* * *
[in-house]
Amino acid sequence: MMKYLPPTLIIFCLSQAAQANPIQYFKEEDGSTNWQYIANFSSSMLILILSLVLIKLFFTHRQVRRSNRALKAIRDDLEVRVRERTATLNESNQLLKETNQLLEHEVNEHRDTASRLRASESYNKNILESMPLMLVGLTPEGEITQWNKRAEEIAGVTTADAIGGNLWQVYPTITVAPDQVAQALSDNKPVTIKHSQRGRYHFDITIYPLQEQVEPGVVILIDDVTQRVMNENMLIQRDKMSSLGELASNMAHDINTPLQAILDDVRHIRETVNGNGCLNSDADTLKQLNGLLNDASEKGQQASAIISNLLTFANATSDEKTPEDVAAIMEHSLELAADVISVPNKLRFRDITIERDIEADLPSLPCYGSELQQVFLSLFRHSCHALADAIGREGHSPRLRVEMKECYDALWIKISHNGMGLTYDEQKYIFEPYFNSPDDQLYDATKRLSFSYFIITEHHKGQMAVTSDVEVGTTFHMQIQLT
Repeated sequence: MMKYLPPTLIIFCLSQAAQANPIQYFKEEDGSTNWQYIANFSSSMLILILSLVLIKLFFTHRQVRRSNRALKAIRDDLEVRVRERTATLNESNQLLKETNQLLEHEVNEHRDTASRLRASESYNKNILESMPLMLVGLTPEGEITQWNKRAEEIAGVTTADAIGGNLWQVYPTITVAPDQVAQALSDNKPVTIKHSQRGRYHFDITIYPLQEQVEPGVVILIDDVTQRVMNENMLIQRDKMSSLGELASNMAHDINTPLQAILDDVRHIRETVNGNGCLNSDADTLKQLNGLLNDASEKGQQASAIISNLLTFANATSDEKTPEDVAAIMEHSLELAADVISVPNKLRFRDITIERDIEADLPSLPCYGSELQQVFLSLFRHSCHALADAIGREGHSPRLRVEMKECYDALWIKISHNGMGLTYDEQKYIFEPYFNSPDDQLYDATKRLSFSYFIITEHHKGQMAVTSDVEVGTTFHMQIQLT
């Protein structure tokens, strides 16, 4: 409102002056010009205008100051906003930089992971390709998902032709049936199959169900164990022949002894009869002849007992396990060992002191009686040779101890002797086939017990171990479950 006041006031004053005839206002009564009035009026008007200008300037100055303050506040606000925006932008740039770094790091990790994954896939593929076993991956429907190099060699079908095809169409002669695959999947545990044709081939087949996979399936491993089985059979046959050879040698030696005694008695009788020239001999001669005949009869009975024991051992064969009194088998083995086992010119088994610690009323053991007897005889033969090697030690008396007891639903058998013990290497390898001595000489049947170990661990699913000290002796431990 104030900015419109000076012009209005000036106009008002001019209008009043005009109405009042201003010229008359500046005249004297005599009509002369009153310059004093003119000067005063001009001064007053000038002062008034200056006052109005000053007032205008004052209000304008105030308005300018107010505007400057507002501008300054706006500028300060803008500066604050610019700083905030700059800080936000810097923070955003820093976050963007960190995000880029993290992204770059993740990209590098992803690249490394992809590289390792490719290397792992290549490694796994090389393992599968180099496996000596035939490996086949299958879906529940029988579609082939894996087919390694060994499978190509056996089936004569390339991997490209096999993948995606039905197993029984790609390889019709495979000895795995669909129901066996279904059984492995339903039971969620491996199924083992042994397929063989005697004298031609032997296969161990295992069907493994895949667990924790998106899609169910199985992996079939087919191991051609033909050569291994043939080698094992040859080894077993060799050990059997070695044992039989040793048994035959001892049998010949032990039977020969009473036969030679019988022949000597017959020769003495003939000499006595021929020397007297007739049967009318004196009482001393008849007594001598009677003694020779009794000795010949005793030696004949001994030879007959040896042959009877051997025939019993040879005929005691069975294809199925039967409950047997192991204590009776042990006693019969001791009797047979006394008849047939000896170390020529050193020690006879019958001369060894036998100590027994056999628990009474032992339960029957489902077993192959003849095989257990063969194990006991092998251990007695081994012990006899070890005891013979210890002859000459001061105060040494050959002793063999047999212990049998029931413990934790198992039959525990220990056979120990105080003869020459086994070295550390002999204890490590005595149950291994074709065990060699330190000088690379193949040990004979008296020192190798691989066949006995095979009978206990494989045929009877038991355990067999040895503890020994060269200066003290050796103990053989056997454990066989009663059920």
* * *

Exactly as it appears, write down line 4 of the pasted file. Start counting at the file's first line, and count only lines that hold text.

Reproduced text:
């Protein structure tokens, strides 16, 4: 409102002056010009205008100051906003930089992971390709998902032709049936199959169900164990022949002894009869002849007992396990060992002191009686040779101890002797086939017990171990479950 006041006031004053005839206002009564009035009026008007200008300037100055303050506040606000925006932008740039770094790091990790994954896939593929076993991956429907190099060699079908095809169409002669695959999947545990044709081939087949996979399936491993089985059979046959050879040698030696005694008695009788020239001999001669005949009869009975024991051992064969009194088998083995086992010119088994610690009323053991007897005889033969090697030690008396007891639903058998013990290497390898001595000489049947170990661990699913000290002796431990 104030900015419109000076012009209005000036106009008002001019209008009043005009109405009042201003010229008359500046005249004297005599009509002369009153310059004093003119000067005063001009001064007053000038002062008034200056006052109005000053007032205008004052209000304008105030308005300018107010505007400057507002501008300054706006500028300060803008500066604050610019700083905030700059800080936000810097923070955003820093976050963007960190995000880029993290992204770059993740990209590098992803690249490394992809590289390792490719290397792992290549490694796994090389393992599968180099496996000596035939490996086949299958879906529940029988579609082939894996087919390694060994499978190509056996089936004569390339991997490209096999993948995606039905197993029984790609390889019709495979000895795995669909129901066996279904059984492995339903039971969620491996199924083992042994397929063989005697004298031609032997296969161990295992069907493994895949667990924790998106899609169910199985992996079939087919191991051609033909050569291994043939080698094992040859080894077993060799050990059997070695044992039989040793048994035959001892049998010949032990039977020969009473036969030679019988022949000597017959020769003495003939000499006595021929020397007297007739049967009318004196009482001393008849007594001598009677003694020779009794000795010949005793030696004949001994030879007959040896042959009877051997025939019993040879005929005691069975294809199925039967409950047997192991204590009776042990006693019969001791009797047979006394008849047939000896170390020529050193020690006879019958001369060894036998100590027994056999628990009474032992339960029957489902077993192959003849095989257990063969194990006991092998251990007695081994012990006899070890005891013979210890002859000459001061105060040494050959002793063999047999212990049998029931413990934790198992039959525990220990056979120990105080003869020459086994070295550390002999204890490590005595149950291994074709065990060699330190000088690379193949040990004979008296020192190798691989066949006995095979009978206990494989045929009877038991355990067999040895503890020994060269200066003290050796103990053989056997454990066989009663059920």